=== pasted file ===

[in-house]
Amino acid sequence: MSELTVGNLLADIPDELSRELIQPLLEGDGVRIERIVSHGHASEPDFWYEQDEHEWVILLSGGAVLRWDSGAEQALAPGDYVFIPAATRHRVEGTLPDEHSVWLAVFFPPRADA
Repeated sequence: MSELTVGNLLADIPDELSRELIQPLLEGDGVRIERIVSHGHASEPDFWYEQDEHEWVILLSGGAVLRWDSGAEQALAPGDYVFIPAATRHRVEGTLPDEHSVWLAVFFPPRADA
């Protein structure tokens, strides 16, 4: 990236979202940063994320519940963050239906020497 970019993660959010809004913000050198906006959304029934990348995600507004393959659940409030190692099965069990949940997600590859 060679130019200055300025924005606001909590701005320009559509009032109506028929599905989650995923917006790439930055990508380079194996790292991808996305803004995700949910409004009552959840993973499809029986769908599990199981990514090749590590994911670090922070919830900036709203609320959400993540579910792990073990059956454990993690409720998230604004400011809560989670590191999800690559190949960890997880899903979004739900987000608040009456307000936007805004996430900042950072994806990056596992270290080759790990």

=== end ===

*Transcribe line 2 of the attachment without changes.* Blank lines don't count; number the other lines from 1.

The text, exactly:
Amino acid sequence: MSELTVGNLLADIPDELSRELIQPLLEGDGVRIERIVSHGHASEPDFWYEQDEHEWVILLSGGAVLRWDSGAEQALAPGDYVFIPAATRHRVEGTLPDEHSVWLAVFFPPRADA